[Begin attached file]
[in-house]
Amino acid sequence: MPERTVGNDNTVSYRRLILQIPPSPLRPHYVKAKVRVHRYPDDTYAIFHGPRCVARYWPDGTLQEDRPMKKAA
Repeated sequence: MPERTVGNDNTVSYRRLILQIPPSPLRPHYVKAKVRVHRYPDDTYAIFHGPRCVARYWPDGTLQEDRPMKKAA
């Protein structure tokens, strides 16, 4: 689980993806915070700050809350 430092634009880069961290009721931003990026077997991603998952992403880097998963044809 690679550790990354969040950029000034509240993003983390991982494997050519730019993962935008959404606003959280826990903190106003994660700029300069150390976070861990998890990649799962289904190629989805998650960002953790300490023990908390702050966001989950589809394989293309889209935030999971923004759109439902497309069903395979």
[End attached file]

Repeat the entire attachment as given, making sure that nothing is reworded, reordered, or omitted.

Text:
[in-house]
Amino acid sequence: MPERTVGNDNTVSYRRLILQIPPSPLRPHYVKAKVRVHRYPDDTYAIFHGPRCVARYWPDGTLQEDRPMKKAA
Repeated sequence: MPERTVGNDNTVSYRRLILQIPPSPLRPHYVKAKVRVHRYPDDTYAIFHGPRCVARYWPDGTLQEDRPMKKAA
């Protein structure tokens, strides 16, 4: 689980993806915070700050809350 430092634009880069961290009721931003990026077997991603998952992403880097998963044809 690679550790990354969040950029000034509240993003983390991982494997050519730019993962935008959404606003959280826990903190106003994660700029300069150390976070861990998890990649799962289904190629989805998650960002953790300490023990908390702050966001989950589809394989293309889209935030999971923004759109439902497309069903395979």